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Sunday, February 24, 2013

How complicated is a note-taking app, anyway?

I use Apple's built-in "notes" program to keep track of ideas and other things which aren't fully-baked. Many posts start life as a line or two in there and then grow organically until they can finally graduate to the "real world". You'd think something which just accepts text input would be relatively simple, but no, it's not. They found a way to mess it up.

Yesterday, while in the middle of the maelstrom surrounding my "mortgaged future" post, I went to write another post about a picture of crazy quote characters bending the wrong way. While attempting to crop that picture, it blew up with a warning notice I've never seen before.

Not long after that, I got an idea for a different story and dropped back into Notes. I got about half of a sentence entered and then it stopped responding. Instead of taking my trivial text-based input, it sat there and started spinning that twirling beachball / fairy princess that pops up any time programs stop working. I don't know what it was doing, but it sure wasn't listening to me.

A couple of seconds after that, I was rewarded with this:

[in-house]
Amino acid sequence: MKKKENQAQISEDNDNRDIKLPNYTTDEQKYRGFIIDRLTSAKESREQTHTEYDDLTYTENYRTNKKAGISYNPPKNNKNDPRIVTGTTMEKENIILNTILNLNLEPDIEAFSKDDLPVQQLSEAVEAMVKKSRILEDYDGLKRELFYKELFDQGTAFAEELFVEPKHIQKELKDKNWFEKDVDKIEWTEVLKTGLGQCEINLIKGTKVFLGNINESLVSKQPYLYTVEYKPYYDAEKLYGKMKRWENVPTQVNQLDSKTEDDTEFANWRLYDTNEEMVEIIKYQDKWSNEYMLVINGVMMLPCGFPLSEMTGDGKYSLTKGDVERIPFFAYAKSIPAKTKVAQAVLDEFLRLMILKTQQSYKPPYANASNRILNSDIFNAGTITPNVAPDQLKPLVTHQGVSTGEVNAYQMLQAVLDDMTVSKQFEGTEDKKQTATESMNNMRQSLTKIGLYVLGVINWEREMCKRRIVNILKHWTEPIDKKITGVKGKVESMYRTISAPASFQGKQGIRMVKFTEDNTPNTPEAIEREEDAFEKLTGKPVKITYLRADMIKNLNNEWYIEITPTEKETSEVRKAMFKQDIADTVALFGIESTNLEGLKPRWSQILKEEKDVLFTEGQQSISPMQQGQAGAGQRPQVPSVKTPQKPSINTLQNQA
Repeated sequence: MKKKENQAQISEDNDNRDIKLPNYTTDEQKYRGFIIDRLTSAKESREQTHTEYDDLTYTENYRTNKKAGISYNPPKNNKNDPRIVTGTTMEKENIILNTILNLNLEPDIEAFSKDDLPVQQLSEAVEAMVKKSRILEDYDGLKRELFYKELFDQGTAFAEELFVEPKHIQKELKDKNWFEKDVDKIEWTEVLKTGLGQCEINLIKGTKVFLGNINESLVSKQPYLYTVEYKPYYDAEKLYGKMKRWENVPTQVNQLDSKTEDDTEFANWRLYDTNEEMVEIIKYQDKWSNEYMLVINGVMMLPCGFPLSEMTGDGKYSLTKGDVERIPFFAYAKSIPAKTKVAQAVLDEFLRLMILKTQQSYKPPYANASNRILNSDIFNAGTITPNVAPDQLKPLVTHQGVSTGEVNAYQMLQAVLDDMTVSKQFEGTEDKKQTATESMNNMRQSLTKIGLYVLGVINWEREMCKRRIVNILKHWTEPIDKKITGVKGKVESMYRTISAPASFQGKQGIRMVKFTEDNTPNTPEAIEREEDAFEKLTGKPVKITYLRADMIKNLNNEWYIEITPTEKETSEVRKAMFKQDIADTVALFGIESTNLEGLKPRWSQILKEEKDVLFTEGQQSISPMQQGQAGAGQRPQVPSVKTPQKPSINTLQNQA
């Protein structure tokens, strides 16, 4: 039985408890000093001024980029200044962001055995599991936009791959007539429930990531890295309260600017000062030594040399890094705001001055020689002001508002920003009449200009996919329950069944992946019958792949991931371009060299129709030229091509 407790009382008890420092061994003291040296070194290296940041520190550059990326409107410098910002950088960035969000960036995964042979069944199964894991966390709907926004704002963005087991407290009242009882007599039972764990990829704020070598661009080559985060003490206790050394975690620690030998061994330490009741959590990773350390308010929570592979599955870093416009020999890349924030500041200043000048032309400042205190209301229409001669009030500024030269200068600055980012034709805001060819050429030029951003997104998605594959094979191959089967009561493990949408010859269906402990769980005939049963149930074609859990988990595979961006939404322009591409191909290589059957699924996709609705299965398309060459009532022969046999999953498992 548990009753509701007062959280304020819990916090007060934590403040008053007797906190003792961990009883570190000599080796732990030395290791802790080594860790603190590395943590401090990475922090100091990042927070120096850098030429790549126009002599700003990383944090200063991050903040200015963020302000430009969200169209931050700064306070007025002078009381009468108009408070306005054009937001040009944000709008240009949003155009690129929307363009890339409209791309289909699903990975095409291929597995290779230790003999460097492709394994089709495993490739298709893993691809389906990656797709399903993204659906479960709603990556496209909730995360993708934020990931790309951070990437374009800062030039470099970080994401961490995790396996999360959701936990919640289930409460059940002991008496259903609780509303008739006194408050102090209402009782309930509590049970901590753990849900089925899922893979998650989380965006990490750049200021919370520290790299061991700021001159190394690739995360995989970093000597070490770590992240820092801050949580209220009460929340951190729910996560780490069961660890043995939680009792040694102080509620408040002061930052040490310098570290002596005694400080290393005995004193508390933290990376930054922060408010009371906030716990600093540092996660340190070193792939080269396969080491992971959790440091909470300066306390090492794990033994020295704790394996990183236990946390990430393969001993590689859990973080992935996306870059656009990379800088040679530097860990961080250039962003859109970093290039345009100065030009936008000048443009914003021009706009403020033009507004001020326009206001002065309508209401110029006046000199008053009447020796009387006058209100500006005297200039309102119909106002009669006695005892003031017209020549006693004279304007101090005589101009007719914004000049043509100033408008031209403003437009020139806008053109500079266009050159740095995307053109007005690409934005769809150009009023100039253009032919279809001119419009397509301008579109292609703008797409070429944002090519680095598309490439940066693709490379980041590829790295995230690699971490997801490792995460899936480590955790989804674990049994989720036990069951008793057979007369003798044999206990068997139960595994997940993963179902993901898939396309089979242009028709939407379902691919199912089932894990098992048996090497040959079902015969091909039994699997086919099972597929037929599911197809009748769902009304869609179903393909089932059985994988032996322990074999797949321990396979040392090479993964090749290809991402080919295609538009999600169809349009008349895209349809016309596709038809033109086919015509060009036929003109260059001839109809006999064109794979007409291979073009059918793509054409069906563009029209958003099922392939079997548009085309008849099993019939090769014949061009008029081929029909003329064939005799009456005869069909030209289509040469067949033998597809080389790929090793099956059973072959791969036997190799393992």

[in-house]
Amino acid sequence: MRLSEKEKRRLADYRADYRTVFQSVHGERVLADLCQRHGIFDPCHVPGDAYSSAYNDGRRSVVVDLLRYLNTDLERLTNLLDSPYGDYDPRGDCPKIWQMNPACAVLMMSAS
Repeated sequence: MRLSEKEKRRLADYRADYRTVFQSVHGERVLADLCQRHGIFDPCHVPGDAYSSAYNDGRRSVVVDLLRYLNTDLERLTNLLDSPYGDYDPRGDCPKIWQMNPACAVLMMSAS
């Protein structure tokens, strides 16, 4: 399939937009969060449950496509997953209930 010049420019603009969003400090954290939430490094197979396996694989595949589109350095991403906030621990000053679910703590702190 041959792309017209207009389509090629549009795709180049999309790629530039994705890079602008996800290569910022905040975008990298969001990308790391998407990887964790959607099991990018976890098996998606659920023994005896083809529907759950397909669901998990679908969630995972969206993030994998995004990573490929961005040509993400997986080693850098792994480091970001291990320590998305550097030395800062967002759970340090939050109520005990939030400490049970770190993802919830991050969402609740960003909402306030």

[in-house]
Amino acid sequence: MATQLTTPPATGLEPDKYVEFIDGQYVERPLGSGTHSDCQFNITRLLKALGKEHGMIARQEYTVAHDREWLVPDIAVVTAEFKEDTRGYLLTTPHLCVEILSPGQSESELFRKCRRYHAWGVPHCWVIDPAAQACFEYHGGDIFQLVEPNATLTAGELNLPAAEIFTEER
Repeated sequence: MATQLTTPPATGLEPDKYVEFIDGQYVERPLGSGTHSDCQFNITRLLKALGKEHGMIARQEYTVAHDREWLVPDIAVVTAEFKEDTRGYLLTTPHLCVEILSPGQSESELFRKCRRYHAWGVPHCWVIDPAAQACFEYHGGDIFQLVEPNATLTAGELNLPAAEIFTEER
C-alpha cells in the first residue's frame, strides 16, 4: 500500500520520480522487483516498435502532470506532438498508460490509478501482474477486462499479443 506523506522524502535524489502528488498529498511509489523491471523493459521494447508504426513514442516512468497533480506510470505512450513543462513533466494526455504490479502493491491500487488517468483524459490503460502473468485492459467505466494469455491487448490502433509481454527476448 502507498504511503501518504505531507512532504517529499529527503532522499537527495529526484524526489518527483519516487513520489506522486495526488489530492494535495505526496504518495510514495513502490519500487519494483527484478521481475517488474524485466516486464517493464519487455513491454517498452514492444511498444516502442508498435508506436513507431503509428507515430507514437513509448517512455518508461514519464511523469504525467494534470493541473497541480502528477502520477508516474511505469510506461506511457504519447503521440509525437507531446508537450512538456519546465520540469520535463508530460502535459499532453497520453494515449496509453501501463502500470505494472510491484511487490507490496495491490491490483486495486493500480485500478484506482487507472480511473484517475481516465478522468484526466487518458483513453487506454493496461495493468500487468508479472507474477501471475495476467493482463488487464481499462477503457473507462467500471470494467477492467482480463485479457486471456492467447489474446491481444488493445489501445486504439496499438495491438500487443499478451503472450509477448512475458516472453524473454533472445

Notes crash

Exactly how hard is it to have a text box which accepts typed input, saves it locally, and eventually pushes it to somewhere else without crashing? Apparently, if you are Apple, the answer is "quite".

There are other anomalies, too. Any note I edit from my phone (which supposedly has access to the same content via iCloud) has a non-zero chance of going pear-shaped. By that, I mean it might stay on the phone and never appear on my computer, or it might multiply.

Imagine if you have a note called "story ideas". Then one day, you have two. One of them has certain revisions and the other one doesn't. A few weeks after that, you have a third. There's no provision for running a comparison (like "diff") in there, so you can't easily find out what happened.

One of the weirder bits of UI in Notes is the lack of search. Under "Edit", then "Find", the first item is "Note List Search" which is some two-modifier-plus-F keystroke. The one you'd think would be there on command-F to search the current document is permanently greyed out. Let me make that clear: if you want to look in the current note for a word, you have to copy it into another program and do it there.

Now consider these two issues together. First, you have things appearing and disappearing and forking themselves into different variations. Then, you don't have any way to compare them directly. Finally, you can't do your own low-tech comparison by searching for certain unique words since there is no way to "find in document".

I don't go looking for these problems. They just find me.